Allegrini La Grola 2017
La Grola is the extraordinary result of the meeting of two great personalities: the hill of La Grola and the Valpolicella’s autochthonous grapes. The excellent exposure of the vineyards, which enjoy the sun’s warm rays and the cool breezes that come from nearby Lake Garda, allows the grapes to produce their very best. Careful, craftsman-like ageing in the cellar yields a red wine with great elegance, harmony and finesse that can evolve positively for over a decade.
Blend: 90% Corvina Veronese, 10% Oseleta
Critical AcclaimAll Vintages
Made with 90% Corvina Veronese and 10% Oseleta, this full-bodied red boasts aromas of ripe dark-skinned fruit, tobacco, French oak and new leather. Elegantly structured, the palate features blackberry, Morello cherry, vanilla and a hint of star anise framed in taut, refined tannins. Drink through 2025
The 2017 La Grola offers mineral-infused blackberries with a dusting of violet pastille and hints of fresh coffee grounds. Its textures are silky and elegant, with a polished display of ripe red and black fruits gaining further depth as savory herbs and spices evolve toward the close. Finishes long with hints of mocha and balsamic-tinged sour cherry. While I don’t see the 2017 as the most age-worthy rendition of La Grola, it is certainly a pleasure today and will continue to show well over the medium term. Drinking window: 2021 - 2026
Allegrini is the Veneto’s most acclaimed winery, and their Amarone is the gold standard. The Allegrini family has been handing down grapegrowing and winemaking traditions over six generations, playing a major role in the Valpolicella Classico area since the 16th century.
Giovanni Allegrini is the patriarch of the modern estate and has worked hard to develop and perfect major innovations in the art of wine, particularly when it comes to Amarone. He was among the first in questioning local viticultural techniques, revolutionizing accepted practices, and speaking clearly about quality. He was able to combine the science of enology with strict grape selection, and between 1960 and 1970, made some of the Valpolicella's best wines.
The estate is based in Fumane di Valpolicella, just north of Verona in northeastern Italy. Valpolicella, or "valley of many cellars" is an area crossed from north to south by a series of hills, which in succession form three parallel valleys. These valleys are crossed by steep-sided, narrow riverbeds which remain dry except during spring thaws or autumn rains.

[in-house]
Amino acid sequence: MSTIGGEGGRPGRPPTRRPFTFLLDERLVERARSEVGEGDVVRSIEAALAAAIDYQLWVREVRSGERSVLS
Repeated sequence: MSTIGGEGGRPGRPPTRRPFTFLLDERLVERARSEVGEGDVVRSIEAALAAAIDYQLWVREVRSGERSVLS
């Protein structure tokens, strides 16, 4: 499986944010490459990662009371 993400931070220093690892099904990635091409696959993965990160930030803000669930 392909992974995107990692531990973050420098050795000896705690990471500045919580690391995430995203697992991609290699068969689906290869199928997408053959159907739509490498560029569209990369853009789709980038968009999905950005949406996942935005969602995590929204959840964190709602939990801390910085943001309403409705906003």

With 247 acres of vineyards in the Valpolicella Classico, the Allegrinis nurture a collection of remarkable sites, each with its own personality, soil, and microclimate. Together, they speak to the rich history and extraordinary quality of Valpolicella. All seven vineyards, ranging from the steep hillsides of La Grola to the perfect plateau of La Poja, offer unique, special terroir to express the full range of what is possible in one of Italy’s most prestigious and storied winemaking regions. The family has been a leader in a marrying traditional winegrowing styles with vineyard innovation, introducing modern trellis techniques, site, and varietal selection through meticulous evaluation.
Allegrini's winemaking philosophy is largely based on the concept of "cru" production: a single vineyard dedicated to the production of local varieties destined to become a single wine. These crus have been a success worldwide: The Palazzo della Torre, La Grola and La Poja have set the highest benchmarks for Valpolicella's wines.
Producing every style of wine and with great success, the Veneto is one of the most multi-faceted wine regions of Italy.
Veneto's appellation called Valpolicella (meaning “valley of cellars” in Italian) is a series of north to south valleys and is the source of the region’s best red wine with the same name. Valpolicella—the wine—is juicy, spicy, tart and packed full of red cherry flavors. Corvina makes up the backbone of the blend with Rondinella, Molinara, Croatina and others playing supporting roles. Amarone, a dry red, and Recioto, a sweet wine, follow the same blending patterns but are made from grapes left to dry for a few months before pressing. The drying process results in intense, full-bodied, heady and often, quite cerebral wines.
Soave, based on the indigenous Garganega grape, is the famous white here—made ultra popular in the 1970s at a time when quantity was more important than quality. Today one can find great values on whites from Soave, making it a perfect choice as an everyday sipper! But the more recent local, increased focus on low yields and high quality winemaking in the original Soave zone, now called Soave Classico, gives the real gems of the area. A fine Soave Classico will exhibit a round palate full of flavors such as ripe pear, yellow peach, melon or orange zest and have smoky and floral aromas and a sapid, fresh, mineral-driven finish.
The chief variety in Valpolicella and Amarone della Valpolicella of the Veneto region of Italy, Corvina contributes intense red cherry and blackberry along with a touch of tartness and tannins to the blend. It is especially well suited to the drying process required to make Amarone. Corvina is also the main grape variety in Bardolino, a light red from the southeastern side of Lake Garda, also in Veneto. Somm Secret—Because of the dark and almost black coloring of its grape berries, Corvina takes its name from the Italian word, corvo, a local, jet-black raven.